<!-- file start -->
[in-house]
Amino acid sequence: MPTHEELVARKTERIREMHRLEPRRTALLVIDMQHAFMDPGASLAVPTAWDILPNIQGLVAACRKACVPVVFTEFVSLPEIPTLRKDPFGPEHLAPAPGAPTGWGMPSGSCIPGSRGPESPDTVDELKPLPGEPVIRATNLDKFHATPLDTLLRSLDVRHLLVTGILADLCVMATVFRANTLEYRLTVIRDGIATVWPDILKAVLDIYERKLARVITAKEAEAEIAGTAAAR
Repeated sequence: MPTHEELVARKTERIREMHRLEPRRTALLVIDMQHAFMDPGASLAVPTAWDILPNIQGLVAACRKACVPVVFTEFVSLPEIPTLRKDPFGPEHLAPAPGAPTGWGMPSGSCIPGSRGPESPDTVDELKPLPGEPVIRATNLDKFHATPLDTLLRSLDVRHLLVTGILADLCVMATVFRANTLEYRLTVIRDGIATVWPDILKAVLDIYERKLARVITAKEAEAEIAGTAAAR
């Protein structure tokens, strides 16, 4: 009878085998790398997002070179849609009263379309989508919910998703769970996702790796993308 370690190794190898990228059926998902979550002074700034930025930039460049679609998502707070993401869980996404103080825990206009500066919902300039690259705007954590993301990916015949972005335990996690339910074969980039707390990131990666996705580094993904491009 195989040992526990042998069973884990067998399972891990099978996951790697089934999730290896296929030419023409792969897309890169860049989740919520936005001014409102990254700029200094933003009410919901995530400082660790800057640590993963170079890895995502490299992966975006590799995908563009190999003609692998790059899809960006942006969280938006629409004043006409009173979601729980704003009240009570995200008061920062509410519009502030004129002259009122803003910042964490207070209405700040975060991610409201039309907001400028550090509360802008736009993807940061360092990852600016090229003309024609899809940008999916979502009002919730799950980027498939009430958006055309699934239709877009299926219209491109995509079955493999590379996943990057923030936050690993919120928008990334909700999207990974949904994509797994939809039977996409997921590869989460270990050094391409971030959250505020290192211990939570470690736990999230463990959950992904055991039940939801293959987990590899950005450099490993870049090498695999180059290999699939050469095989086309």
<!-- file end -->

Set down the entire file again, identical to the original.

[in-house]
Amino acid sequence: MPTHEELVARKTERIREMHRLEPRRTALLVIDMQHAFMDPGASLAVPTAWDILPNIQGLVAACRKACVPVVFTEFVSLPEIPTLRKDPFGPEHLAPAPGAPTGWGMPSGSCIPGSRGPESPDTVDELKPLPGEPVIRATNLDKFHATPLDTLLRSLDVRHLLVTGILADLCVMATVFRANTLEYRLTVIRDGIATVWPDILKAVLDIYERKLARVITAKEAEAEIAGTAAAR
Repeated sequence: MPTHEELVARKTERIREMHRLEPRRTALLVIDMQHAFMDPGASLAVPTAWDILPNIQGLVAACRKACVPVVFTEFVSLPEIPTLRKDPFGPEHLAPAPGAPTGWGMPSGSCIPGSRGPESPDTVDELKPLPGEPVIRATNLDKFHATPLDTLLRSLDVRHLLVTGILADLCVMATVFRANTLEYRLTVIRDGIATVWPDILKAVLDIYERKLARVITAKEAEAEIAGTAAAR
């Protein structure tokens, strides 16, 4: 009878085998790398997002070179849609009263379309989508919910998703769970996702790796993308 370690190794190898990228059926998902979550002074700034930025930039460049679609998502707070993401869980996404103080825990206009500066919902300039690259705007954590993301990916015949972005335990996690339910074969980039707390990131990666996705580094993904491009 195989040992526990042998069973884990067998399972891990099978996951790697089934999730290896296929030419023409792969897309890169860049989740919520936005001014409102990254700029200094933003009410919901995530400082660790800057640590993963170079890895995502490299992966975006590799995908563009190999003609692998790059899809960006942006969280938006629409004043006409009173979601729980704003009240009570995200008061920062509410519009502030004129002259009122803003910042964490207070209405700040975060991610409201039309907001400028550090509360802008736009993807940061360092990852600016090229003309024609899809940008999916979502009002919730799950980027498939009430958006055309699934239709877009299926219209491109995509079955493999590379996943990057923030936050690993919120928008990334909700999207990974949904994509797994939809039977996409997921590869989460270990050094391409971030959250505020290192211990939570470690736990999230463990959950992904055991039940939801293959987990590899950005450099490993870049090498695999180059290999699939050469095989086309």